What is Rake in Ruby & How to Use it

Rake is a popular task runner in Ruby.

What is a task?

  • Making a backup of your database
  • Running your tests
  • Gathering & reporting stats

These are small tasks that without Rake would be scattered all over your project on different files.

Rake centralizes access to your tasks.

Rake also makes a few things easier, like finding files that match a certain pattern & that have been modified recently.

One more thing:

Don’t confuse Rake with Rack, very similar names, but completely different things.

  • Rake is a task runner.
  • Rack helps Ruby servers & frameworks work together.


Let’s explore Rake in more detail!

Who Uses Rake?


If you have done anything with Rails at all, you’re probably familiar with the rake db:migrate command.

Or rake routes.

That’s Rake in action right there.

Notice that Rails, since version 5.0, allows you to call most rake commands with rails instead.

In other words:

You can do rails db:migrate, but Rake is still doing the work.

How to Write a Rake Task

Here’s a simple Rake task:

desc "Print reminder about eating more fruit."

task :apple do
  puts "Eat more apples!"

You can put this code inside a file named Rakefile, or if you’re using Rails, you can save this under lib/tasks/apple.rake.

To run this task:

rake apple

# "Eat more apples!"

Inside the task, you can write normal Ruby code, but there are some helpful Rake methods you can use.

For example:

  • ruby (run a Ruby file)
  • sh (run system commands)
  • safe_ln (create a symbolic link in your file system)

Rake includes the FileUtils module.

That means you can copy files with cp, create directories with mkdir_p, and even change file permissions with chown.

Here’s an example:

task :clean_cache do
  rm_r FileList["tmp/cache/*"]

Careful with rm_r (remove with recursion) as it will delete files without confirmation, if you want to add a confirmation step you can add a dependent task (covered later in this article) & raise an exception if you don’t want to continue.

Running Rake Commands Inside Another Directory

You may want to run a Rake command inside a specific directory.

Here’s how:

task :import do
  puts "Importing data..."

  Dir.chdir(Rails.root.join("data")) { ruby "load-data.rb" }

In this example, I’m running a Ruby script inside the data folder in my Rails project.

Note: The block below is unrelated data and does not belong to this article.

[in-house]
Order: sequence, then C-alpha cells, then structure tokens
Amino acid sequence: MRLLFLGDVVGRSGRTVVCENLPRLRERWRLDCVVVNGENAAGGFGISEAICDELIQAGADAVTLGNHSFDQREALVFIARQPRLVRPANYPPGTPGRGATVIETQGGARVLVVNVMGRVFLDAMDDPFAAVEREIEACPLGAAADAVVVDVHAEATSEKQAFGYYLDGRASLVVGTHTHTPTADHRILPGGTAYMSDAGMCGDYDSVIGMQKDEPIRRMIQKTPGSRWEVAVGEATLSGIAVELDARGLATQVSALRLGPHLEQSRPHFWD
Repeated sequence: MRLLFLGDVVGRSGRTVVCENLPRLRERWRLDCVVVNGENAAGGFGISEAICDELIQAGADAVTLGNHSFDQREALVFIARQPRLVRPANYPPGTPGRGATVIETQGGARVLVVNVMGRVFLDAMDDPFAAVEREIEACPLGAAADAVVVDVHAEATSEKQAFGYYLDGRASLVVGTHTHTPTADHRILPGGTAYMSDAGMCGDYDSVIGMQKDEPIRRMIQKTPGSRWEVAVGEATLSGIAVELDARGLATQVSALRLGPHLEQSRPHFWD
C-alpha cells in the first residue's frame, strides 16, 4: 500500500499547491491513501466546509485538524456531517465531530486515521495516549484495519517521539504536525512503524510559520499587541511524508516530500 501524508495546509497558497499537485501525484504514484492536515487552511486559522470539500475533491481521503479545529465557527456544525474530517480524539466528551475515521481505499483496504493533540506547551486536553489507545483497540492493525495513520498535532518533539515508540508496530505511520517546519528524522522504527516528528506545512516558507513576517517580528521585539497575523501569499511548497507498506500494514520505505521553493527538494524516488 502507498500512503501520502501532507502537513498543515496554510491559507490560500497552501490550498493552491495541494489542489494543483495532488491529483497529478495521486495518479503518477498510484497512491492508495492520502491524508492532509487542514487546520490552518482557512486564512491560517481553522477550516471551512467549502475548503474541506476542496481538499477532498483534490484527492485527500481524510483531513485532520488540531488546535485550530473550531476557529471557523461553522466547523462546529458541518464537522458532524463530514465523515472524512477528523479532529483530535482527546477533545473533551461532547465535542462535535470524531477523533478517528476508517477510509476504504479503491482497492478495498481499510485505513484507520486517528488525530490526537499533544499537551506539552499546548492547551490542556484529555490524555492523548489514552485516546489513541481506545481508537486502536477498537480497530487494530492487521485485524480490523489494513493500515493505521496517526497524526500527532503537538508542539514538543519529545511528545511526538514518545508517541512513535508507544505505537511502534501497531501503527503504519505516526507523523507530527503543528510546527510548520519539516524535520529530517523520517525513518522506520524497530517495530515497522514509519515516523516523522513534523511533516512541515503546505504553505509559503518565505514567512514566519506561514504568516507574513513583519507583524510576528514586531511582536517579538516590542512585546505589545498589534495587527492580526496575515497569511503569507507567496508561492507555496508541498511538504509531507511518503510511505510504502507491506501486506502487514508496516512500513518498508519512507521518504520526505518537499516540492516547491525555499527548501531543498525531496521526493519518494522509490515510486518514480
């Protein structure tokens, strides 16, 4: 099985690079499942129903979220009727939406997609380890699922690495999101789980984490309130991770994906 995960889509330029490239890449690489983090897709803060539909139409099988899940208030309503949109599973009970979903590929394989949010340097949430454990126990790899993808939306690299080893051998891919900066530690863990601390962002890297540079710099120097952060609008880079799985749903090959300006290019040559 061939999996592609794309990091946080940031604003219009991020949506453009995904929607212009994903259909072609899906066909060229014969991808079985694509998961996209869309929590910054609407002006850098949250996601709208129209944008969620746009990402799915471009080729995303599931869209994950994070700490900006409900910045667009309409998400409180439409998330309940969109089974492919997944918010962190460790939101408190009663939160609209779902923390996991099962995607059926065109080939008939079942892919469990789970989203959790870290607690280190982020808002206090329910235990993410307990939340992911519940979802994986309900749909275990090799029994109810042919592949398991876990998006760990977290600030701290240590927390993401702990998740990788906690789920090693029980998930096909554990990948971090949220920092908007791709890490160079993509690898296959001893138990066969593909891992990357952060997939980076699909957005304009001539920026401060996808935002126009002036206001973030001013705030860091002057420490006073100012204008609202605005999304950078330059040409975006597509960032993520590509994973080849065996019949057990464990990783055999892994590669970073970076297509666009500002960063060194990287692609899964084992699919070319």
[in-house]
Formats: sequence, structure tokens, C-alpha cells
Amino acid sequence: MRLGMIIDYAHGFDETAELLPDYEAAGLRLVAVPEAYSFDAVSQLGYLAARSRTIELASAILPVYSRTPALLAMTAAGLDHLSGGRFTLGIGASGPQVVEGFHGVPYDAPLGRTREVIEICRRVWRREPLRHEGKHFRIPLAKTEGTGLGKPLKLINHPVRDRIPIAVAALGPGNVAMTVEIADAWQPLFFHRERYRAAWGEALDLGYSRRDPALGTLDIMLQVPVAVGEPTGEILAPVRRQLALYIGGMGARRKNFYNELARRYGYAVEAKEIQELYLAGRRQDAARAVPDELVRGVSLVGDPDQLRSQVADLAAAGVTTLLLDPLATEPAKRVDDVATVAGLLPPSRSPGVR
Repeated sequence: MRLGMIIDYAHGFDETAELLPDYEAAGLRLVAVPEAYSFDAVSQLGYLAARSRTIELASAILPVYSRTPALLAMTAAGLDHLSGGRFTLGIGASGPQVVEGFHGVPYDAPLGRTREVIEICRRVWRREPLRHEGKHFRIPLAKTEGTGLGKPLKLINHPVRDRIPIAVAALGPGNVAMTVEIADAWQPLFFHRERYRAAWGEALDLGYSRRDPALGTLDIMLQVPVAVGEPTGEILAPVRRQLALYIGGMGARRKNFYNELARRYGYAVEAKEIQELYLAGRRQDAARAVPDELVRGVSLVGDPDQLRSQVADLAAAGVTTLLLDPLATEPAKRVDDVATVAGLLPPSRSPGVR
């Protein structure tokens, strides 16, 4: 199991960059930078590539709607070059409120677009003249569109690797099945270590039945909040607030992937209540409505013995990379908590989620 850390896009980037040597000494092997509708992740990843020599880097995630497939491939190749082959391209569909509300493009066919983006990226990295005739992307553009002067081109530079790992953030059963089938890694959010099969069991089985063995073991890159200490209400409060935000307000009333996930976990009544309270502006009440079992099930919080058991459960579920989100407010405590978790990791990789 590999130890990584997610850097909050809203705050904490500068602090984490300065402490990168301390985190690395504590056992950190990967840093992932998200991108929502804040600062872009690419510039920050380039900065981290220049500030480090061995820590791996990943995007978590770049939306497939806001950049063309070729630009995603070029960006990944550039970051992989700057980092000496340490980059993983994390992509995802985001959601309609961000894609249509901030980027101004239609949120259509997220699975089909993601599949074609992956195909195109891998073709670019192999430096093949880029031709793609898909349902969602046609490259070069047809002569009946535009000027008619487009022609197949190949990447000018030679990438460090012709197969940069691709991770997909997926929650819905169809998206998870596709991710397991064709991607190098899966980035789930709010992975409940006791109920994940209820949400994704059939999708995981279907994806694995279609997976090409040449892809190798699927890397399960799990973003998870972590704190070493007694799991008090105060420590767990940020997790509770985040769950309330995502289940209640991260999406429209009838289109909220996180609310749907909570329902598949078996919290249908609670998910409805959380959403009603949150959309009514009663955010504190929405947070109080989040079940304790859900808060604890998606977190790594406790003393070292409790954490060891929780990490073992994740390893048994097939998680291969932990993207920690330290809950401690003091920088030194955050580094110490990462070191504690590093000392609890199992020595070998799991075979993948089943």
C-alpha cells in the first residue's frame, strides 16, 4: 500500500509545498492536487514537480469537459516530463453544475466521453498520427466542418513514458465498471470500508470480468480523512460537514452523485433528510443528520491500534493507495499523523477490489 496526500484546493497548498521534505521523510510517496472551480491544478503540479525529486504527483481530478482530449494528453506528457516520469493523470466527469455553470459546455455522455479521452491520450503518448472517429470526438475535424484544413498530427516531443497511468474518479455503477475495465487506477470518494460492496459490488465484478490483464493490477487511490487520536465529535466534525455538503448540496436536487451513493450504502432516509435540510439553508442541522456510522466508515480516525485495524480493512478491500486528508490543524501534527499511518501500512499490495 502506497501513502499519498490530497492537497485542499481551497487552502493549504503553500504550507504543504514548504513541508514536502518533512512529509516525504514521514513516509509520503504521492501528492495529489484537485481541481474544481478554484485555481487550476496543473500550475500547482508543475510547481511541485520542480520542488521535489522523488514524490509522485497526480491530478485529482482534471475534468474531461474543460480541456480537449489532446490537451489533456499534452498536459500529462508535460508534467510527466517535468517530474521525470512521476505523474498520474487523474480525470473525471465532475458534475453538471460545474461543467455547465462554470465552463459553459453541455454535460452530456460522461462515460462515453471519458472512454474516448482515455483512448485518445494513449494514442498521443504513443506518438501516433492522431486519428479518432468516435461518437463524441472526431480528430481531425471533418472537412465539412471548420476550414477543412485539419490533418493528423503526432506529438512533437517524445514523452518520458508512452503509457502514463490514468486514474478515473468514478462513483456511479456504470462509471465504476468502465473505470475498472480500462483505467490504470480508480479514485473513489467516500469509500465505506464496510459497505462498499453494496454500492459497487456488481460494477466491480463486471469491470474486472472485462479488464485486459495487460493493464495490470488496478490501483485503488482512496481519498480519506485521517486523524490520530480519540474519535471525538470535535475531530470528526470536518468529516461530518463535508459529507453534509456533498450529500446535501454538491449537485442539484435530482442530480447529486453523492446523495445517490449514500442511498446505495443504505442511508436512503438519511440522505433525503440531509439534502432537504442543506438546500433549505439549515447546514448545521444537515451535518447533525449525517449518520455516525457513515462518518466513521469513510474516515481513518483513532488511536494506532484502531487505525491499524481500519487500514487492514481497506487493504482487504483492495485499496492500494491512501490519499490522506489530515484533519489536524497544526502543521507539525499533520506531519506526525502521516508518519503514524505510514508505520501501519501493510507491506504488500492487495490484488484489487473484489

How to Use Namespaces in Rake

Because tasks can have similar names, it’s easy to use the same name twice.

That’s why Rake has namespaces.

For example:

You can create a backup namespace for all your backup tasks.

Like this:

namespace :backup do
  task :create do
    # ...

  task :list do
    # ...

  task :restore do
    # ...

To run a namespaced task:

rake backup:create

Dependent Tasks

Rake allows you to define a list of other tasks that must run before the current task.

With this, you can do any setup that the task needs.


task create_examples: "load_database" do
  # ...

In this example, load_database will run before create_examples.

The list of dependent tasks can also be an array of strings or an array of symbols.

Run A Rake Task Within Another Task

If instead of having a set of task that run BEFORE the current task, you want to run another task within the current task, then you can use the following code.


task :coverage do
  ENV['COVERAGE'] = 'true'

This can be helpful to set environment variables that enable test coverage & other options.

How to Use Rake Rules

Rules define file extension transformations.


task compress: FileList["/tmp/*.txt"].ext(".txt.gz")

rule '.txt.gz' => '.txt' do |t|
  sh "gzip", "-k", "-f", t.source

The benefit of using rules is that once a file has been compressed, it won’t be compressed again until the source file changes.

Notice a few things in this code:

  1. We use the FileList class, which is part of Rake, to define a list of files we want to work with.
  2. The rule starts with the TARGET extension, to make the rule match we have to use .ext(".txt.gz") on the FileList.
  3. This .txt.gz => .txt doesn’t mean we go from txt.gz to txt, it’s the other way around. The arrow is hash syntax.

Rake Options & Commands

Here’s a list of useful Rake options:

  • rake -T (list available tasks)
  • rake -P (list tasks & their dependencies)
  • rake -W (list tasks & where they are defined)
  • rake -V (verbose mode, echo system commands)
  • rake -t (debugging mode)
  • rake -f (use a specific Rakefile)

For example, in a Rails app:

> rake -T test

rake test         # Runs all tests in test folder except system ones
rake test:db      # Run tests quickly, but also reset db
rake test:system  # Run system tests only


You have learned about Rake, a popular task runner for Ruby.

Use rake -T to find out what tasks are available, create your own tasks & add them to the Rakefile, or inside the lib/tasks folder, and remember that Rake & Rack are different things.

Ruby Rake Mindmap

Don’t forget to share this article so more people can enjoy it 🙂

Thanks for reading!

8 thoughts on “What is Rake in Ruby & How to Use it”

  1. Simple to follow, but with some great takeaway tips. I especially liked the useful command line options. Thanks 🙂

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